A few weeks ago I magically managed to find the time to have lunch with my friend Abby. I asked her how she was doing. To my surprise, the words poured out. She told me how she missed home at times, especially the family gatherings that were a little crazy and chaotic, but in the end, fun, as everyone came together for food and music. It was something she missed, in stark contrast to how serious the atmosphere here is.
I didn’t know how badly Abby missed home. I didn’t know how badly she missed people who were just slightly more willing to be themselves, more willing to be more in touch with their heart and soul rather than their GPA. I just didn’t know — that is, until I asked.
After that interaction I wondered how many other people in my contacts list were just waiting for someone to talk to them. I wondered how many people are just holding it all in, heaving the world on their shoulders, pinned down by the pressure of their parents’ expectations, just waiting for someone to ask them if they are okay. I wondered how many people just need someone who was a little bit off, a little bit more talkative than usual, a little sillier than usual, so that they could have the permission to unclench their white-knuckled fists and just breathe.
Kindness takes practice. Greeting people takes practice. Letting people say “no” or nothing at all takes practice. Yet what also takes practice is choosing to ignore people, never saying hi and looking away. Both are difficult at first, but with practice, they come more and more naturally.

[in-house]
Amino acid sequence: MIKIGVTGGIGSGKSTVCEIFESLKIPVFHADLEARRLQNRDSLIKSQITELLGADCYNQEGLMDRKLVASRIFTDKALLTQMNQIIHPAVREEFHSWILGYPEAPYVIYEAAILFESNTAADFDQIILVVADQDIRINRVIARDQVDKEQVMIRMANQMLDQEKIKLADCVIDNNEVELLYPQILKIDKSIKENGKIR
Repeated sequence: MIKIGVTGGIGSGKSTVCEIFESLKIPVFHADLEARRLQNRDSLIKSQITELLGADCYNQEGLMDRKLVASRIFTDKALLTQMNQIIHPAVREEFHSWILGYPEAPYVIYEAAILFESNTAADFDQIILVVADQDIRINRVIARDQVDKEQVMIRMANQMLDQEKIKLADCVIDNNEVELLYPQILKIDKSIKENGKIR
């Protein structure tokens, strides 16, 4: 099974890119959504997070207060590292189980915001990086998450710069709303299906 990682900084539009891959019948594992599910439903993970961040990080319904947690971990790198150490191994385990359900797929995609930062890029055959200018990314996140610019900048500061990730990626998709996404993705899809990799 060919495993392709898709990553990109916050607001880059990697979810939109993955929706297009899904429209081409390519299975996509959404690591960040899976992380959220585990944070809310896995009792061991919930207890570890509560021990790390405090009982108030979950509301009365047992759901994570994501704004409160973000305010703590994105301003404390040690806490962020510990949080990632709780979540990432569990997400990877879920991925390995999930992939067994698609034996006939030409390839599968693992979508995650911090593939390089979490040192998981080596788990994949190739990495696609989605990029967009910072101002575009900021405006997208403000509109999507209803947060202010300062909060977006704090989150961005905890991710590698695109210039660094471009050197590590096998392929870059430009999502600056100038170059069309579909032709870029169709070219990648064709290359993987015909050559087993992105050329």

We can choose to be complacent and unkind to everyone. Or we can choose to be more kind to people outside of our own cliques and those we automatically latch on to.
I hope more people choose the latter. Every moment can be a moment to practice kindness, to practice it so that it can flow naturally even in the face of an abusive boss, a sore but necessary breakup or a fight with a family member.
I reread the email. I thought about Abby. I reopened my texts. I don’t know why my friends and I have such a hard time scheduling plans. We need to change. Anyone could just seem happy or fine, yet who knows what they are going through?
I decided to stop keeping track of how many times I initiated getting food with my friends. I decided to stop keeping track of how long they took to respond. I decided to just keep waving at and nodding at people, to keep reaching out to people, to ask why I hadn’t seen or heard from them in awhile, to keep asking questions.
In the end, it turned out that we were all happy and we spent time together anyway. And that should be all that matters.
To students at all elite institutions: For such levels of academic intelligence, the levels of emotional intelligence on campus is embarrassingly unmatched. Hopkins students — all students — need to be kinder to one another. Sure, we have academic pressures, and we are maybe too busy to perform monologues for one another, but apathetically dismissing one another needs to stop.
Just ask if someone is okay, or at least acknowledge one another. That might be all they need. You don’t even have to be friends. You don’t even have to open your mouth. A meaningful connection doesn’t have to take long — I promise you that two minutes (maybe less) is all it takes.
The economy of asking questions is unlike the economy of money. With money, you give a dollar, you lose a dollar. But questions? You ask a question, and you either gain a response (or more), or you lose nothing.
Keidai Lee is a transfer sophomore majoring in Computer Science and Philosophy and minoring in Psychology. He transferred from Monroe Community College in Rochester, NY.